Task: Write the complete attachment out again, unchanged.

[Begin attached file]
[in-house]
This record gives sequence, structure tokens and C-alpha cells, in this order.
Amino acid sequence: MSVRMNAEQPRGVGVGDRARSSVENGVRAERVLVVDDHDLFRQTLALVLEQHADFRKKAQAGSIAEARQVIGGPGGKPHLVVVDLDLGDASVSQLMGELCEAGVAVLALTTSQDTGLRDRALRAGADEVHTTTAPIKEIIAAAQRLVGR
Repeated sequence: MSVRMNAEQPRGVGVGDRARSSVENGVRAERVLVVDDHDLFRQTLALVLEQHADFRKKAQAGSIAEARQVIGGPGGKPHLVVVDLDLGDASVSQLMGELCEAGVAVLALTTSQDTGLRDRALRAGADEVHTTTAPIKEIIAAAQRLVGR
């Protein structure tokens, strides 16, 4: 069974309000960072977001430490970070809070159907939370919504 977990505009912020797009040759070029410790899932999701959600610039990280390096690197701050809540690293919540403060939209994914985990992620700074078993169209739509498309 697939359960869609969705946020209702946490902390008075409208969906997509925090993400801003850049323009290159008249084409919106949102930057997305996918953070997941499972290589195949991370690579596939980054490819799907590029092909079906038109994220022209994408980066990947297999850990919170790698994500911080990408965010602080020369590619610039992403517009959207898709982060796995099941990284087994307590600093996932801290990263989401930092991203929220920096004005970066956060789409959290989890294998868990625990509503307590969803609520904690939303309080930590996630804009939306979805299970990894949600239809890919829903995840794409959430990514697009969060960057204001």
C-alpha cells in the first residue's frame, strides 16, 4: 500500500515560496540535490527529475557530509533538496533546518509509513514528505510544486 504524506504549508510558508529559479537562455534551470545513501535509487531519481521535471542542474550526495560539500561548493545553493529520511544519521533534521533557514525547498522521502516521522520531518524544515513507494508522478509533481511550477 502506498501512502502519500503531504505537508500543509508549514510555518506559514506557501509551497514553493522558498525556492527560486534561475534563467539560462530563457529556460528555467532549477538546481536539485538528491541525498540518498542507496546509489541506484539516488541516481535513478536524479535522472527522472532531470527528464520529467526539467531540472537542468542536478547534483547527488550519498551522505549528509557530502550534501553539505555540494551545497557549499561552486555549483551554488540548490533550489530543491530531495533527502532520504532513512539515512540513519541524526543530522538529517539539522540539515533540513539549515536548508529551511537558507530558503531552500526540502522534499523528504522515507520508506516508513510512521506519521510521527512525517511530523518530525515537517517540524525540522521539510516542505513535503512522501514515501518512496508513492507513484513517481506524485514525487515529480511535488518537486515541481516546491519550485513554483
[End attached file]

[in-house]
This record gives sequence, structure tokens and C-alpha cells, in this order.
Amino acid sequence: MSVRMNAEQPRGVGVGDRARSSVENGVRAERVLVVDDHDLFRQTLALVLEQHADFRKKAQAGSIAEARQVIGGPGGKPHLVVVDLDLGDASVSQLMGELCEAGVAVLALTTSQDTGLRDRALRAGADEVHTTTAPIKEIIAAAQRLVGR
Repeated sequence: MSVRMNAEQPRGVGVGDRARSSVENGVRAERVLVVDDHDLFRQTLALVLEQHADFRKKAQAGSIAEARQVIGGPGGKPHLVVVDLDLGDASVSQLMGELCEAGVAVLALTTSQDTGLRDRALRAGADEVHTTTAPIKEIIAAAQRLVGR
């Protein structure tokens, strides 16, 4: 069974309000960072977001430490970070809070159907939370919504 977990505009912020797009040759070029410790899932999701959600610039990280390096690197701050809540690293919540403060939209994914985990992620700074078993169209739509498309 697939359960869609969705946020209702946490902390008075409208969906997509925090993400801003850049323009290159008249084409919106949102930057997305996918953070997941499972290589195949991370690579596939980054490819799907590029092909079906038109994220022209994408980066990947297999850990919170790698994500911080990408965010602080020369590619610039992403517009959207898709982060796995099941990284087994307590600093996932801290990263989401930092991203929220920096004005970066956060789409959290989890294998868990625990509503307590969803609520904690939303309080930590996630804009939306979805299970990894949600239809890919829903995840794409959430990514697009969060960057204001």
C-alpha cells in the first residue's frame, strides 16, 4: 500500500515560496540535490527529475557530509533538496533546518509509513514528505510544486 504524506504549508510558508529559479537562455534551470545513501535509487531519481521535471542542474550526495560539500561548493545553493529520511544519521533534521533557514525547498522521502516521522520531518524544515513507494508522478509533481511550477 502506498501512502502519500503531504505537508500543509508549514510555518506559514506557501509551497514553493522558498525556492527560486534561475534563467539560462530563457529556460528555467532549477538546481536539485538528491541525498540518498542507496546509489541506484539516488541516481535513478536524479535522472527522472532531470527528464520529467526539467531540472537542468542536478547534483547527488550519498551522505549528509557530502550534501553539505555540494551545497557549499561552486555549483551554488540548490533550489530543491530531495533527502532520504532513512539515512540513519541524526543530522538529517539539522540539515533540513539549515536548508529551511537558507530558503531552500526540502522534499523528504522515507520508506516508513510512521506519521510521527512525517511530523518530525515537517517540524525540522521539510516542505513535503512522501514515501518512496508513492507513484513517481506524485514525487515529480511535488518537486515541481516546491519550485513554483